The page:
A wedding scuttled, a suitor snubbed and a bride on the run are time-tested ingredients of a comic romp. Happy Bhag Jayegi has all this and more and yet is only mildly diverting when it isn’t overly desultory.
An Amritsar lass in love with a college mate of hers runs away from her engagement ceremony soon after the smarmy corporator she is due to marry does a full-on Sunny Deol dance of joy.
She jumps into the wrong getaway truck and ends up in Pakistan. It sets off a chain of events that sees four Indians, including the girl’s clueless dad, going round in circles in the city of Lahore.
The son of a Pakistani politician, his befuddled fiancee, and a garrulous cop join the riotous rigmarole and make matters worse.
Happy Bhag Jayegi falls short of being a side-splitting laugh riot because writer-director Mudassar Aziz does not make happy use of the narrative pieces available to him consistently enough to be able to deliver an outright winner.
But Happy Bhag Jayegi, which delivers harmless fun for the most part in spite of the patchy screenplay, is marked by elements that set it apart from run-of-the-mill Bollywood rom-coms. For one, a Bollywood comedy in which most of the action unfolds in Lahore is a rarity indeed.
That apart, the two women in the middle of the muddle – one Indian, the other Pakistani – hold their own as the men around them repeatedly get their knickers into a twist.
The Indian girl is the Happy of the title – Harpreet Kaur (Diana Penty) – who, despite the mounting troubles, does not regret her misadventures one bit. She is always intent on living up to her name. The Pakistani lady is Zia Rahmani (Momal Sheikh), tough-nut daughter of a Lahore business tycoon. She gives no quarters to her would-be husband and expects none.
The two men opposite them, on the other hand, are confused, if well-meaning, blokes. Bilal Ahmed (Abhay Deol) never tires of ruing his failure to follow his heart, blaming his father for yanking him away from cricket and pushing him into politics.
Gurpreet ‘Guddu’ Singh (Ali Fazal), who is left guessing over his fate after Happy jumps out her bedroom window, is equally unsure of whether he has it in him to win the girl he loves.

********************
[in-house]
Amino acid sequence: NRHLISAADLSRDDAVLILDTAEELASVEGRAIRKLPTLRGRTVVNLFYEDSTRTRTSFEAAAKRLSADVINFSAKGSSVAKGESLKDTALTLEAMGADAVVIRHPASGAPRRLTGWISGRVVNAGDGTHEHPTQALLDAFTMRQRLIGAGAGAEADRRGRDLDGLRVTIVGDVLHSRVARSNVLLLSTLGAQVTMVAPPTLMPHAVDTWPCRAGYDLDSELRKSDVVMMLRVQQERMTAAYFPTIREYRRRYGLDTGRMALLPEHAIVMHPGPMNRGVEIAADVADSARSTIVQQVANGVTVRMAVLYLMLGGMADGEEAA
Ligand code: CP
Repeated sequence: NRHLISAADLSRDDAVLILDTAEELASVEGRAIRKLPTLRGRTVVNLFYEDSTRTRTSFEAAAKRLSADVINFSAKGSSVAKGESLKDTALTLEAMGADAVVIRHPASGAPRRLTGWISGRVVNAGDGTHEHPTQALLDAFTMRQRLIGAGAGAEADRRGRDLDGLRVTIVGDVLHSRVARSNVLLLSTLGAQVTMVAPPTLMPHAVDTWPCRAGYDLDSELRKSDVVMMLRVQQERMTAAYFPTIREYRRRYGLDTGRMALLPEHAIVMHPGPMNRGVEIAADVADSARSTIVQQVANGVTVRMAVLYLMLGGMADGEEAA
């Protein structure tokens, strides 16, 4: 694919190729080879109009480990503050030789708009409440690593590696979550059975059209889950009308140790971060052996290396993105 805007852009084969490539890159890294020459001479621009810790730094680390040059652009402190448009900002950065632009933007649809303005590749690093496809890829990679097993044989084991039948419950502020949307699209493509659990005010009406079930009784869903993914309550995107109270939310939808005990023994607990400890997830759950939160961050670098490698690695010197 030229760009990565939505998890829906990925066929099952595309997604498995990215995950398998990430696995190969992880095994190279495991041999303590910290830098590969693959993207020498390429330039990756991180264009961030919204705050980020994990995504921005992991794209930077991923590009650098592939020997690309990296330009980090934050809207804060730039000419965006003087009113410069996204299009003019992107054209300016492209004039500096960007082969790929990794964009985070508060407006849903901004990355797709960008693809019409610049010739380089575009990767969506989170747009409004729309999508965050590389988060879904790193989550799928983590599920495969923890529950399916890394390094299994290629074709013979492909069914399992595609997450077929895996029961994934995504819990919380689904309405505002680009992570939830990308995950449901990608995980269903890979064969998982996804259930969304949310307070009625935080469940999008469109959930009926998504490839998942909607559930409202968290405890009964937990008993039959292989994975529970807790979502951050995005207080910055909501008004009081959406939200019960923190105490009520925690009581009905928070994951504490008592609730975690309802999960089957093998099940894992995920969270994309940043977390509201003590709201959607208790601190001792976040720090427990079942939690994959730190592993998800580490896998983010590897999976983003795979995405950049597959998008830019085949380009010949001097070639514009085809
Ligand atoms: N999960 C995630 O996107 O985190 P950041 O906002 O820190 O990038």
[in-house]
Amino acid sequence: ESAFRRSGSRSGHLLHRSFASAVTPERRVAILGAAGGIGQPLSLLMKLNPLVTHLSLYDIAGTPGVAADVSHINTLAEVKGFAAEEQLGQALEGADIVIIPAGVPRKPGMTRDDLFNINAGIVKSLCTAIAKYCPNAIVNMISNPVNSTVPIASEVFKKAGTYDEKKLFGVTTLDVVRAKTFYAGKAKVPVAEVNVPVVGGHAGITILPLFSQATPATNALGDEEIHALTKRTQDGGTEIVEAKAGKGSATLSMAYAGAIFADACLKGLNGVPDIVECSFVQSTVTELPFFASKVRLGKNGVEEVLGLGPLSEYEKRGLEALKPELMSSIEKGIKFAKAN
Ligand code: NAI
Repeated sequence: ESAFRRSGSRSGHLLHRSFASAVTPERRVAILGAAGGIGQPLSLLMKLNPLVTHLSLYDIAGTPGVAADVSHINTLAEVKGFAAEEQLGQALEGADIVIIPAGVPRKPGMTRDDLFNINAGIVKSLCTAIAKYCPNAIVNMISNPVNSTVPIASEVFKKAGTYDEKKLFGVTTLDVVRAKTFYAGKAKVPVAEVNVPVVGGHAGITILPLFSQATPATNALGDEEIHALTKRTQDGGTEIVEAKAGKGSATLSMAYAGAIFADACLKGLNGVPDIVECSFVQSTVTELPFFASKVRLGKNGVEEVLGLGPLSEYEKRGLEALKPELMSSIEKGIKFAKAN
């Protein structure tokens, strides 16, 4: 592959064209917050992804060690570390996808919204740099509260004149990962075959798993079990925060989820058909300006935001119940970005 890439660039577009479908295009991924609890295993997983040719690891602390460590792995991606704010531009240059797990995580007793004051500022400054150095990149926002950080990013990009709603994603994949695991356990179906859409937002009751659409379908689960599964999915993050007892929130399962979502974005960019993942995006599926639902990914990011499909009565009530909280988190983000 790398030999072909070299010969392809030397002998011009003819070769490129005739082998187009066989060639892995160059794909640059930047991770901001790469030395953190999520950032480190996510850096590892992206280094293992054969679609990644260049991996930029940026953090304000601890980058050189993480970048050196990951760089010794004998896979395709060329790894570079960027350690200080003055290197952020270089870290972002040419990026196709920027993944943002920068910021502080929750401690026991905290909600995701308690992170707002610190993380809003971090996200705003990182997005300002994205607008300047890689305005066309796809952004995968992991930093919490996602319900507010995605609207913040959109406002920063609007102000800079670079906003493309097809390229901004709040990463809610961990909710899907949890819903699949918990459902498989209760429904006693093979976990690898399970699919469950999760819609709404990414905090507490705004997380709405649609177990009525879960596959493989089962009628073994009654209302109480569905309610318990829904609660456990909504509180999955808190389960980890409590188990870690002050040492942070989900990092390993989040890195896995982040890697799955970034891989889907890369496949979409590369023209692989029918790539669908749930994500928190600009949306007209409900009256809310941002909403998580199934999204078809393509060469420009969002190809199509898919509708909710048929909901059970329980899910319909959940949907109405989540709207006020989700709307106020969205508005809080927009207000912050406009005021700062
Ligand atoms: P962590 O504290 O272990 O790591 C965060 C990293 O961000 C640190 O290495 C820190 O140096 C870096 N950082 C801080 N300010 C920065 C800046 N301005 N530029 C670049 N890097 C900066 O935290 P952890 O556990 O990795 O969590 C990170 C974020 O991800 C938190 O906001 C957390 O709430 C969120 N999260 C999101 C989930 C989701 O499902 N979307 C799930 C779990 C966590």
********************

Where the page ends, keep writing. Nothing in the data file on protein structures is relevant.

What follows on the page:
Guddu is supposed to be an aspiring musician but he is never seen making music. “Music mein magic hota hai,” Bilal says at one point as he hatches a plan to reunite Happy with Guddu. The magic never materializes because the music on offer is pretty pedestrian.
The villain of Happy Bhag Jayegi is Daman Singh Bagga (Jimmy Sheirgill), a small-time Amritsar politician with big-time ambitions. This guy is determined to marry Happy but is thwarted at every step. But he isn’t a gun-toting, expletive-hurling bad guy. It is with dazed, deadpan resignation that he reacts to the grave provocations he is subjected to.
The lover boy who gives the good-natured goon a run for his money is no obsessed Romeo either. Guddu allows Happy a long rope.
All through film, the dialogue writer unsurprisingly pokes fun at Pakistan but the jibes are never overtly spiteful. There isn’t much in Happy Bhag Jayegi by way of Pak-bashing that could unduly vex filmgoers across the border.
Happy Bhag Jayegi whips up a steady rhythm in the first half only to lose its way a bit in the second. The film goes all over the place once Bagga decides to follow Happy to Lahore and enlists the support of a local gang of criminals.
If Happy Bhag Jayegi does not get on one’s nerves like such half-baked attempts at hilarity tend to do, it is because it remains completely inoffensive.
It seeks to provide clean entertainment. The language is antiseptic, the women aren’t objectified, and the men aren’t lousy louts even when their actions aren’t particularly edifying. These are small mercies that add up to a lot.
Pakistanis might take umbrage to the way the Lahore cops are portrayed as a bumbling bunch. But, then, when doesn’t Hindi cinema give policemen in general the short shrift?
And then there is that grand revelation when man in uniform Usman Afridi (Piyush Mishra) refuses to travel to India because he does not want to consume ‘India ka namak’. Bilal reminds him that Pakistan imports all its salt from India. “Namak toh hum India kaa hi khate hain,” he concludes.
Abhay Deol, in his first release in two-and-a-half years, is the anchor around which Happy Bhag Jayegi pivots. He does not falter. Ali Fazal’s role is rather sketchily written, but he is perfectly in tune with the unsteady state of the mind of the character he plays.
Diana Penty, in only her second Bollywood outing, tries hard to pass off an earthy, sprightly Punjabi girl. Hers is an uneven performance. She doesn’t exactly run away with the film. Momal Sheikh, in her first big screen release, is a welcome addition to the growing tribe of Pakistani actresses trying their luck in Mumbai films.
While Jimmy Sheirgill is treated rather shabbily by the script, Piyush Mishra gets the best lines. The latter revels in the opportunity and provides the film’s brighter moments.
Happy Bhag Jayegi isn’t the kind of film that will have audiences rolling in the aisles. But it might occasionally induce faint smiles on some faces.